The same drills, for hours on end, countless reps, on the same machine, pre-game rituals and superstitious habits. Each of these activities are designed to take the strenuous, volatile experience of competition and create some kind of familiarity.
In the case of American River College head tennis coach Bo Jabery-Madison and his best player Lovedeep Singh, familiarity is one thing that certainly does not need to be created.
“(Singh) was probably 12 or 13 when I met him,” Jabery-Madison said. “He was an up-and-coming young junior player, kind of getting some notoriety. A lot of the time you see with these high-level junior players, an attitude of entitlement. He was just a really nice young kid, very friendly, affable, very talkative.”
Singh, known to his coaches and teammates as “Deep,” continued his standout play through his preteens and high school. Singh’s father saw his son’s potential and thought it wise for him to place an emphasis on getting in better physical shape.
As a part-time coach at ARC, Jabery-Madison built a reputation in the local tennis scene as being a very effective in improving player’s strength and conditioning, and was a natural choice for one-on-one sessions with Singh.
Due to California Community College Athletic Association regulations, Jabery-Madison was unable to include Singh in most activates involving ARC, but Singh would occasionally hit with members of ARC’s program at local tennis clubs.
Due to academic shortcomings, Singh’s options were limited after high school. Singh passed opportunities with division two, division three and National Association of Intercollegiate Athletics schools, to join his long-time mentor’s team, and has made the most of it thus far.
“Having Bo as a coach (as opposed to trainer) is good, it makes me more disciplined,” Singh said. “It’s more structured (than previous teams) the reason I came to play for coach was to make me more disciplined.”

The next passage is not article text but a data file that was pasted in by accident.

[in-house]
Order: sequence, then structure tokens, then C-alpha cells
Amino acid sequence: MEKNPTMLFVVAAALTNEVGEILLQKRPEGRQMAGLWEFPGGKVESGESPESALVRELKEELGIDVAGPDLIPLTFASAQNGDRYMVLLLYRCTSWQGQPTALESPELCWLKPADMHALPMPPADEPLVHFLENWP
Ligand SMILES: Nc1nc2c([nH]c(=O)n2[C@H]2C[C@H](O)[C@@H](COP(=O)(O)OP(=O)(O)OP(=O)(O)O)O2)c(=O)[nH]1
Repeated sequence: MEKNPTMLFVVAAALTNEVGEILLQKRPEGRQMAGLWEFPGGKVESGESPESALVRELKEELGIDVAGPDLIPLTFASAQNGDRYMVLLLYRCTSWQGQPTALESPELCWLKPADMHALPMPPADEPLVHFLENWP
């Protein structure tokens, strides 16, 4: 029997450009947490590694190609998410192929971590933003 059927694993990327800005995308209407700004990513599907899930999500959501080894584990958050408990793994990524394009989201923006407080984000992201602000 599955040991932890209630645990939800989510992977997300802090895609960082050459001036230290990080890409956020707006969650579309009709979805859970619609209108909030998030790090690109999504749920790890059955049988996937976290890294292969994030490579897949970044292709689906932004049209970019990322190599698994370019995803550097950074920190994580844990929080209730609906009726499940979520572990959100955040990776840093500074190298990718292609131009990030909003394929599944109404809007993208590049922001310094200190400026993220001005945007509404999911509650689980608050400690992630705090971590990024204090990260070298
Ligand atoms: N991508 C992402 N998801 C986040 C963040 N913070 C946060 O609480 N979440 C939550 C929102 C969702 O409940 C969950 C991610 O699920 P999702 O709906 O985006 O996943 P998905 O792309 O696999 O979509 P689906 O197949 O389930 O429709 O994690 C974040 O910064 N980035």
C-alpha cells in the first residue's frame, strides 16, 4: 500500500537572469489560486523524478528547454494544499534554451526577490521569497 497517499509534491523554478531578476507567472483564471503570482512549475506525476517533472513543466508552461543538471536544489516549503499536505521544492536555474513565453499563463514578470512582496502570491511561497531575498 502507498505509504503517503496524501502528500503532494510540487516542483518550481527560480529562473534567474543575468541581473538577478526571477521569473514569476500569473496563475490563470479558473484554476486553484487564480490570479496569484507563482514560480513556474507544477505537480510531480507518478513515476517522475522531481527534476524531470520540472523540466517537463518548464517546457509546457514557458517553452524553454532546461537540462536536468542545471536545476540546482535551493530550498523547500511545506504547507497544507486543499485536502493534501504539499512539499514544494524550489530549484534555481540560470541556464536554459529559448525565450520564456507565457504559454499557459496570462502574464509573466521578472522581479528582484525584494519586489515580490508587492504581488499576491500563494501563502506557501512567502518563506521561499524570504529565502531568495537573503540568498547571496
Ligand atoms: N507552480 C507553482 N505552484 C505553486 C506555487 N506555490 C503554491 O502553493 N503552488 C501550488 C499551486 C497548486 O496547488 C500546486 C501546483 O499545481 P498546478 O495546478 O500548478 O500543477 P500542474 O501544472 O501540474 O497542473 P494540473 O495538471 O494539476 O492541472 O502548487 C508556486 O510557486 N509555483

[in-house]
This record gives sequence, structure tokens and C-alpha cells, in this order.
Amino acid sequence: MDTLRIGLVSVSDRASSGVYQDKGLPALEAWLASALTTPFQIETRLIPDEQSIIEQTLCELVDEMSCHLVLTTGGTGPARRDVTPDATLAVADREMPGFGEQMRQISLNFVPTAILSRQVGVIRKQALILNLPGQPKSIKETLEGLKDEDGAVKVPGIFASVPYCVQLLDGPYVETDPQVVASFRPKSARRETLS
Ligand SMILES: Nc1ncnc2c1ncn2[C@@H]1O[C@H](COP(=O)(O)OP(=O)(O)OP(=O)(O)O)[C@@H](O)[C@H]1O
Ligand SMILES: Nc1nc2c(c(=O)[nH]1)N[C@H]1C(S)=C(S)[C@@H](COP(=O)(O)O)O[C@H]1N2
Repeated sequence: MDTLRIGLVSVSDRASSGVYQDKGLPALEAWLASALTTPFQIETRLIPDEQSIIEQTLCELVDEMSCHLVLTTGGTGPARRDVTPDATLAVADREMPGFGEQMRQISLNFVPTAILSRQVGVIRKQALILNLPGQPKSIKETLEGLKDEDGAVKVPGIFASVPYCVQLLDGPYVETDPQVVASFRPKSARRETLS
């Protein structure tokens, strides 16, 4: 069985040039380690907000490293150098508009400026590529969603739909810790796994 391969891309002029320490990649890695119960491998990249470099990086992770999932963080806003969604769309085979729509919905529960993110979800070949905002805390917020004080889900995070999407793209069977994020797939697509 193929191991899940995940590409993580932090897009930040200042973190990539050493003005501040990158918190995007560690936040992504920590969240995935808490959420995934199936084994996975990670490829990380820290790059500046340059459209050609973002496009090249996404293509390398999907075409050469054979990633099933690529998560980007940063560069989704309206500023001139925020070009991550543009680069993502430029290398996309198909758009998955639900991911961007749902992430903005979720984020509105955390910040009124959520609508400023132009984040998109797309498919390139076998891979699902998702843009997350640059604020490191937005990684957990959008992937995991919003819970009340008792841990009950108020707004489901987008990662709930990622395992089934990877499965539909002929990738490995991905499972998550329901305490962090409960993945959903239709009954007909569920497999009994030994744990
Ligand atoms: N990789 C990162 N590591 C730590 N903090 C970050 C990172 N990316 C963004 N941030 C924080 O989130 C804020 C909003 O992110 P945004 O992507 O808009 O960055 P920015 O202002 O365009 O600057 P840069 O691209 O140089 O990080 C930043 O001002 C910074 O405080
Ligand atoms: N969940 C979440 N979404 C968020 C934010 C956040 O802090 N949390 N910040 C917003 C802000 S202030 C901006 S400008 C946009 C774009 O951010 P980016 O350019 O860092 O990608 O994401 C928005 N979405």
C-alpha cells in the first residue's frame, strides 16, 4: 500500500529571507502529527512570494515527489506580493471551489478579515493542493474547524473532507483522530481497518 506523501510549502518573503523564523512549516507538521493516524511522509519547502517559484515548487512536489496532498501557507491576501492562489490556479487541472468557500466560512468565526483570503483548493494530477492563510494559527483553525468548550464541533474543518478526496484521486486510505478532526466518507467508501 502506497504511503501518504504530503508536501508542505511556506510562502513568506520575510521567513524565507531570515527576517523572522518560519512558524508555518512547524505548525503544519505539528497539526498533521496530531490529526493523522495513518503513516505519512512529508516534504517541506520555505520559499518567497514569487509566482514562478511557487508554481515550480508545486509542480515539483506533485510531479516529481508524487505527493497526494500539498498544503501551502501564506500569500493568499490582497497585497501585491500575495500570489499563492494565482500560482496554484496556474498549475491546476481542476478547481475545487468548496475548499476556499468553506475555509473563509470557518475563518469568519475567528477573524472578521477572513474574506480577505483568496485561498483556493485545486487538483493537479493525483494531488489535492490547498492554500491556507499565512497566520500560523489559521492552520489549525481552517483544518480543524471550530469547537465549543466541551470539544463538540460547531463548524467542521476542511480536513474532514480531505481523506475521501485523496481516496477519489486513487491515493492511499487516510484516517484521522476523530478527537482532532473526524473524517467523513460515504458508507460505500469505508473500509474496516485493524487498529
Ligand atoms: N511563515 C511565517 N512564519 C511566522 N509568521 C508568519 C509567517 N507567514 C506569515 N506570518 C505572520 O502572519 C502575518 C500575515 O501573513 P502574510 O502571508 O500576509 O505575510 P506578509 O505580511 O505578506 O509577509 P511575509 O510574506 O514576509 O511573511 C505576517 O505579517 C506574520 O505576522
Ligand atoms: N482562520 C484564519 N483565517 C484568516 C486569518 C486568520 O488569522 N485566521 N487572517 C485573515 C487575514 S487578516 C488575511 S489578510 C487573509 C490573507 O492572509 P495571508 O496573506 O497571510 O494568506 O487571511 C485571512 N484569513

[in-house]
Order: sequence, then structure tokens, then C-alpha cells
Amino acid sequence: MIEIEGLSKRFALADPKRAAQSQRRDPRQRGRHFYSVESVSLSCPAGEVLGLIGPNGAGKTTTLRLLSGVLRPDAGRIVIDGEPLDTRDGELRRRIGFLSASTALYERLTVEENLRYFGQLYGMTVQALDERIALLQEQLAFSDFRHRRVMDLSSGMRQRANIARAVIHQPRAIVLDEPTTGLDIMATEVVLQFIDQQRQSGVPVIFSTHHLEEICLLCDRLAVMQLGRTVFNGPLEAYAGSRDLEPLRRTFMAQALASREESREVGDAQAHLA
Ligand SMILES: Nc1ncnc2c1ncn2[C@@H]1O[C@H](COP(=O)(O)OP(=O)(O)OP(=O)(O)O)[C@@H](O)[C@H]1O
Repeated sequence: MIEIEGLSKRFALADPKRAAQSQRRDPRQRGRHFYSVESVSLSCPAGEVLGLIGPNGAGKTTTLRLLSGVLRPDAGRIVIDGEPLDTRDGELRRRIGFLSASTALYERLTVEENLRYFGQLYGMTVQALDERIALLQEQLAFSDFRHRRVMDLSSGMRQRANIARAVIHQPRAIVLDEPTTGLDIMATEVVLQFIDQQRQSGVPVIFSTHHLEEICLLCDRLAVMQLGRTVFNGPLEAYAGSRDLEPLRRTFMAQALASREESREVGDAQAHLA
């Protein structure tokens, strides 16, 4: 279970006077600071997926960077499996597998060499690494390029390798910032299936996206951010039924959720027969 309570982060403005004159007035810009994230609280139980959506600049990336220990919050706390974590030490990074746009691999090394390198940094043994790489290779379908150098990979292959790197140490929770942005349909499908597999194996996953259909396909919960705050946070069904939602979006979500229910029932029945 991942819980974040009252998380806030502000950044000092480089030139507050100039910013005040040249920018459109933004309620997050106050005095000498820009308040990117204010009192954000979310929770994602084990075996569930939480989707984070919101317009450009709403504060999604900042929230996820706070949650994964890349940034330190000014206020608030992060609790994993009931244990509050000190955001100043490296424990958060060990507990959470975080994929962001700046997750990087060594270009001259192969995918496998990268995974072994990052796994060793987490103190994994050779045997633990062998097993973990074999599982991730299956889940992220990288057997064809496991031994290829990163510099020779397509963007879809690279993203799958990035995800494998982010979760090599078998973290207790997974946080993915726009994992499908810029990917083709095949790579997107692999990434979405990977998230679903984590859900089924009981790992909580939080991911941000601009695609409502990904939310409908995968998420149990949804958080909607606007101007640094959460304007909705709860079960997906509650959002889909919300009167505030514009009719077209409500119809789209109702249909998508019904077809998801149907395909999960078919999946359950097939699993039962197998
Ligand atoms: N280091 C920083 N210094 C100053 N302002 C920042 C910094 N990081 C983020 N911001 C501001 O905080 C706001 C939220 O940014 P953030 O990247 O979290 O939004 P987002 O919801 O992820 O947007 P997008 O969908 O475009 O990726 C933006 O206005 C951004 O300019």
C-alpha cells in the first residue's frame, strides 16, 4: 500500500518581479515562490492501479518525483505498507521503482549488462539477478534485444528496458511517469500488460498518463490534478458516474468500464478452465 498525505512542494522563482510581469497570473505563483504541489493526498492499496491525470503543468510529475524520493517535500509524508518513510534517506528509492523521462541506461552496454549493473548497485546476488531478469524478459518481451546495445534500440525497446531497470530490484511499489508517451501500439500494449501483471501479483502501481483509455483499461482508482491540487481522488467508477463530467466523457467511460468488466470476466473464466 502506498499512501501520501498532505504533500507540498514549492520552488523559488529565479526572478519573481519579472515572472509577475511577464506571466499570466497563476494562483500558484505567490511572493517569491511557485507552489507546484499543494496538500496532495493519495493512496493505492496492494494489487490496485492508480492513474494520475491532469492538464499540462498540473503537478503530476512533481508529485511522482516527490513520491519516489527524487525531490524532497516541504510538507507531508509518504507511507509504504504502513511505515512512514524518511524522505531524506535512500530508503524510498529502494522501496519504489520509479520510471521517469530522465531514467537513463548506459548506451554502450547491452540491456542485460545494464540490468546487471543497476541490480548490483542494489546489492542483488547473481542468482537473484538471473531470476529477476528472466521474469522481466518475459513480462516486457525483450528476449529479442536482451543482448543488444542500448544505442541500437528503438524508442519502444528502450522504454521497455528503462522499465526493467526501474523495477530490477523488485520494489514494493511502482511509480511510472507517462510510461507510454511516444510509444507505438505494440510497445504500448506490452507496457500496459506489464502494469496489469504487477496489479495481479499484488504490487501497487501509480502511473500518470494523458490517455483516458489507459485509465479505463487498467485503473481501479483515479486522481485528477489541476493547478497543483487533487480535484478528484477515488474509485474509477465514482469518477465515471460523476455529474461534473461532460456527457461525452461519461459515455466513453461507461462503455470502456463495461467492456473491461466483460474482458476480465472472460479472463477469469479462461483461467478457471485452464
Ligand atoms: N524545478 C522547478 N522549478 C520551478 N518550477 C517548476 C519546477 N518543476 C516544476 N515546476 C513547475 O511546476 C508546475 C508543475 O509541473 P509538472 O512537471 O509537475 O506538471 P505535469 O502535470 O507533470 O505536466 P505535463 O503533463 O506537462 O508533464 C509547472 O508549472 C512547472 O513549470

Jabery-Madison has high expectations for Singh, and has continued to mentor him away from the tennis court.
“Talent wise and ability wise, he’s an NCAA division one tennis player, there’s no question about that,” Jabery-Madison said. “The academic and classroom side of it, he didn’t fulfill those requirements for the places that he wanted to go … I’ve gotten grade-check cards, talked to his teachers … at least twice a week I’m talking to him about his classes.”
Singh has been studying with teammate Kevin Valentine, who he sought out prior to this tennis season, and has offered some mutual tutelage.
“The deal is I help him with his homework and then he helps me out on the tennis court’” said Valentine. “We gel pretty well … we work out together a lot too.
“It’s different, he expects a lot of things from me and they’re all reasonable, I know they’re going to make me better,” said Singh.
Jabery-Madison describes Singh as “the best” player he’s ever coached, and believes his peak is beyond even his ambitious high school aspirations.
“The sky’s the limit for him at the next level, which is NCAA division one and to be quite honest, I think the sky’s the limit after college as well…There’s no question he’s good enough to pursue tennis after college.”